The story whisked by too fast, which happens to be my only nit pick, as I wanted so much more. I liked the addition of classic Animated Series characters like Veronica Vreeland (DC Collectibles make a fig of her please) and loved her comment to Bruce about, don’t say you’re not the family type as you adopt all these boys and couldn’t they use a mother’s touch? Makes sense. 
Lex being Lex and Bruce being Bruce was such a joy. I look forward to reuniting with more of the Animated Bat World, and seeing new faces that we’ve been teased. With all the uncertainty in the World over the last few months, it is so nice to be able to take a few moments to come home again. Welcome back Batman Adventures. We’ve certainly missed you.
Overall: Read, read, read. Score: 9.5

Ricardo

Ignited (Humanoids- Ignition 1): Humanoids’ first foray into the world of periodical comics came with a familiar superhero story put in a completely different scenario. In IGNITED,a school shooting brings about an event that activates powers for a select few among the student survivors. From there, the comic takes on a delicate balancing act focusing on students discovering the reach of their powers while trying to make sense of the trauma of surviving a shooting. Mark Waid, Kwanza Osajyefo, and Phillipe Briones take what could’ve been another X-Men knockoff and turn it into something special, both dark and energetic at the same time. I know it’s heavy type of recommendation in times of quarantines and uncertainty, but there’s a strange form of hope in this comic that made me feel compelled to keep reading despite the anxiety that comes with life in the context of a pandemic. The art jumps off the page and dialogue is snappy enough to juggle drama and classic superhero action almost to perfection. It’s a lighter read than you might think as well, but it’s considerate and aware of the subject matter. Give it a read. I think you’ll find it as engrossing as it is aware of current problems. Overall: 9 Recommendation: Buy.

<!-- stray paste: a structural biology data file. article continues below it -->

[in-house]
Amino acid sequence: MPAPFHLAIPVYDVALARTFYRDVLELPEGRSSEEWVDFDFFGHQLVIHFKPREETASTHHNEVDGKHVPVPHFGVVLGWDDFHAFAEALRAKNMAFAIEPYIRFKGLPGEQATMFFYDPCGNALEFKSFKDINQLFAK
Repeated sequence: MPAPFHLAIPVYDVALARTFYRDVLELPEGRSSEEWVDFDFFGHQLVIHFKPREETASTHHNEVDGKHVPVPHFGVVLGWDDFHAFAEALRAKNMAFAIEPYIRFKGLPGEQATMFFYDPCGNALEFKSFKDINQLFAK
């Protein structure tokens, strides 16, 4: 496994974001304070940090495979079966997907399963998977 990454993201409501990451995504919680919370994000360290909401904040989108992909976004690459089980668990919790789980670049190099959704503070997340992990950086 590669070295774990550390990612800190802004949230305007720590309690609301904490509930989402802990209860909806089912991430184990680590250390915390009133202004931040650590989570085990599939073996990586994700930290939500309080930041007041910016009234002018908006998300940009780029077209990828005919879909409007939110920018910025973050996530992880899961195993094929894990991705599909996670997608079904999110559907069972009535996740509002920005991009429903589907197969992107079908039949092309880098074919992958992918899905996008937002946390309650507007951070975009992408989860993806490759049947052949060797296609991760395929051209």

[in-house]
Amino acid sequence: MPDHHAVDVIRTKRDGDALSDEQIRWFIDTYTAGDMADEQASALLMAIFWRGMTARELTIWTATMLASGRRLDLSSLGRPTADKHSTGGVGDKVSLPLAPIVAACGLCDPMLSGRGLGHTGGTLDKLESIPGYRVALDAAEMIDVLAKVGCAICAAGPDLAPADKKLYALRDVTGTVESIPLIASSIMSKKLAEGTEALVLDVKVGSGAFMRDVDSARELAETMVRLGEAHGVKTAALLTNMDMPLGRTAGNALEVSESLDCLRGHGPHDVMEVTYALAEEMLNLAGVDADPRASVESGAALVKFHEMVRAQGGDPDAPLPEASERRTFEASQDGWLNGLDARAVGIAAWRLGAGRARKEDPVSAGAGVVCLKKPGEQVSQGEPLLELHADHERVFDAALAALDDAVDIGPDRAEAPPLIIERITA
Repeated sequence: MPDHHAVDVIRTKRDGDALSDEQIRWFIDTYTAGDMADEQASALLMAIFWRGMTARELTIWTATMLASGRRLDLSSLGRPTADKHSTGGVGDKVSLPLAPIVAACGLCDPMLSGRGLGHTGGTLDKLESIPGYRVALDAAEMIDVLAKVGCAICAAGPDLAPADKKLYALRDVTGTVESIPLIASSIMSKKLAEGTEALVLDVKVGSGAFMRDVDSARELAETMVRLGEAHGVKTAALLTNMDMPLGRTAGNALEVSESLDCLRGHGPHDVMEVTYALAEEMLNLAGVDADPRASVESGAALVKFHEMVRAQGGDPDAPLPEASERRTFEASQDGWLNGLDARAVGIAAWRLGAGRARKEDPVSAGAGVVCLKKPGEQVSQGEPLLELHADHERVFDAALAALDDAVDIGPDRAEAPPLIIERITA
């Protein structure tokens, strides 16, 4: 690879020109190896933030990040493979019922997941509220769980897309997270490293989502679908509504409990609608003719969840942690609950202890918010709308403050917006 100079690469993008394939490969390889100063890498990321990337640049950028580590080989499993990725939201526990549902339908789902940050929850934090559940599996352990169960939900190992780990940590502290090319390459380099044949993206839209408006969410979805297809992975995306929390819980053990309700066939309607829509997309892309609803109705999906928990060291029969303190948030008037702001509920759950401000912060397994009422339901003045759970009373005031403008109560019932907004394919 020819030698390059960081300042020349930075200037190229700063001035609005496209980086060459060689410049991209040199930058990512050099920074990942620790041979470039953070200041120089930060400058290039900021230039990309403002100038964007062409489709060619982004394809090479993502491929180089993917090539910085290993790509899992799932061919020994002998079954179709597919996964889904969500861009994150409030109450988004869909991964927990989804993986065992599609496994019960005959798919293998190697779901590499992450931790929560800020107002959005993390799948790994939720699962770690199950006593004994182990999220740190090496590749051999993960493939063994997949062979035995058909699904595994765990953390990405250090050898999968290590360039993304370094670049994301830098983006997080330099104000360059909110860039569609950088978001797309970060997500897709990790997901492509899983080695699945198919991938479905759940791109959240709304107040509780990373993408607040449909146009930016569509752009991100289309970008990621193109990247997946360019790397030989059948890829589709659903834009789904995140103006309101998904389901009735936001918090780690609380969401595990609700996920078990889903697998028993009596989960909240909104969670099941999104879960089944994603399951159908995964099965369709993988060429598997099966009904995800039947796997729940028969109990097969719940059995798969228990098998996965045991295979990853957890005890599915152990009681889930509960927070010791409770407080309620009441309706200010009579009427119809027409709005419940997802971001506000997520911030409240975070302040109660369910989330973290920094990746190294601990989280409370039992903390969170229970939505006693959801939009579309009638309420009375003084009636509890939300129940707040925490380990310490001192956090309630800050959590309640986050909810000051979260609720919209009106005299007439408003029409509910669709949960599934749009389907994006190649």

Action Philosophers! (Dark Horse): As a teacher, there’s nothing I appreciate more than having a comic present complex and difficult topics in a fun and engaging way. Fred Van Lente and Ryan Dunlavey’s ACTION PHILOSOPHERS! is that and so much more. The concept is simple: apply the more spectacular elements of the comics form and then color it with humor to explain old-school philosophical ideas in as easy a way to understand as possible. Don’t understand Plato? Follow him as a failed wrestler-turned-philosopher, elbow dropping his way through Greek thought. Having trouble following Marx? Perhaps seeing him dressed like Rambo and shouting I KICK ASS FOR THE PROLES might help the point across. What’s truly valuable about the book is just how well Dunlavey’s art supports the admirable accessibility of the text. It’s like the creators became co-teachers in the process, each offering valuable and essential insight in the process. I love getting deep into weighty reads when forced to stay home for prolonged periods of time. During these quarantine days, combine Philosophy and Comics and make the best of a tough situation with ACTION PHILOSOPHERS! Overall: 10 Recommendation: Buy


Well, there you have it, folks. The reviews we didn’t quite get a chance to write. See you next week!

Please note that with some of the above comics, Graphic Policy was provided FREE copies for review. Where we purchased the comics, you’ll see an asterisk (*). If you don’t see that, you can infer the comic was a review copy. In cases where we were provided a review copy and we also purchased the comic you’ll see two asterisks (**).